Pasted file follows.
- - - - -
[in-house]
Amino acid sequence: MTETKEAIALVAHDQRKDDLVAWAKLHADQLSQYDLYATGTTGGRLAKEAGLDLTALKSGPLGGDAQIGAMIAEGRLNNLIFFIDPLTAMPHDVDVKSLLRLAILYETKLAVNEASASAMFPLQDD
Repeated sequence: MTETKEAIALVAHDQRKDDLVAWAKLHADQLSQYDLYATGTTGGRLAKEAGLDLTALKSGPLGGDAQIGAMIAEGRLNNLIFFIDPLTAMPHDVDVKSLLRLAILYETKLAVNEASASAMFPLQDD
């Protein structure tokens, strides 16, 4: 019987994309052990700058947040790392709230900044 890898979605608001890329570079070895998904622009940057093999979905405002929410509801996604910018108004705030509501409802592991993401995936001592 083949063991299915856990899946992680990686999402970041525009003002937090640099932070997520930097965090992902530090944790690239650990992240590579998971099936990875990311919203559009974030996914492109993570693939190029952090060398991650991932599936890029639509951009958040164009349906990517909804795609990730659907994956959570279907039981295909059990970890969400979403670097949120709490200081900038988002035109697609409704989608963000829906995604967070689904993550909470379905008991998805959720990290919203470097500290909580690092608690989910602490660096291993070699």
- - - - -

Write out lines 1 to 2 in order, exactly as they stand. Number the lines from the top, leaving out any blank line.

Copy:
[in-house]
Amino acid sequence: MTETKEAIALVAHDQRKDDLVAWAKLHADQLSQYDLYATGTTGGRLAKEAGLDLTALKSGPLGGDAQIGAMIAEGRLNNLIFFIDPLTAMPHDVDVKSLLRLAILYETKLAVNEASASAMFPLQDD